The Benedictine Way for Spirituality
Few guides to Christian spirituality have proven themselves more useful, adaptable and enduring than The Rule of St. Benedict (d. 547). Originally conceived for monks, Benedictine spirituality underwrites the Book of Common Prayer and permeates the Anglican way of spiritual growth. A biblical spirituality, it is fixed in the scriptures and features plenteous use of psalmody. A monastic spirituality, it is concerned for community and the cultivation of charity. An embodied spirituality, the Benedictine way fastens our spiritual life to the outward disciplines proven to foster inward growth.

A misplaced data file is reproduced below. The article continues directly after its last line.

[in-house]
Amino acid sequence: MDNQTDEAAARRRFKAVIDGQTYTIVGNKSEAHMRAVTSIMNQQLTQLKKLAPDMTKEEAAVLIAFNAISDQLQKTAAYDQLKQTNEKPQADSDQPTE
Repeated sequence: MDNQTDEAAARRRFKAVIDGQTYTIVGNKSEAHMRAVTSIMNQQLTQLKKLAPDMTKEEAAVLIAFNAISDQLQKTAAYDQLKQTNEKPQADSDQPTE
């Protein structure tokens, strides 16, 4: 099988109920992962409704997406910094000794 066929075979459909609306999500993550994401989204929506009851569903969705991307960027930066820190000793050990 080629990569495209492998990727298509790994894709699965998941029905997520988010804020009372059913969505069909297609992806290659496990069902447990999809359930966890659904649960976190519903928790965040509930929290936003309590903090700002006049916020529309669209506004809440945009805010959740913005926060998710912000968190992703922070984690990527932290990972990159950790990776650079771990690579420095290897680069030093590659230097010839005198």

“We propose, therefore,” Benedict writes in his prologue, “to establish a school of the Lord’s service and in setting it up we hope we shall lay down nothing that is harsh or hard to bear… [that] through the continual practice of…the life of faith, our hearts may be opened wide, and the way of God’s commandments will be run in a sweetness of love that is beyond words.”
A school of the Lord’s service: that’s Nashotah House. Practicing the Benedictine disciplines of work, study and prayer together, the members of our community grow in faith, hope and a love beyond words.
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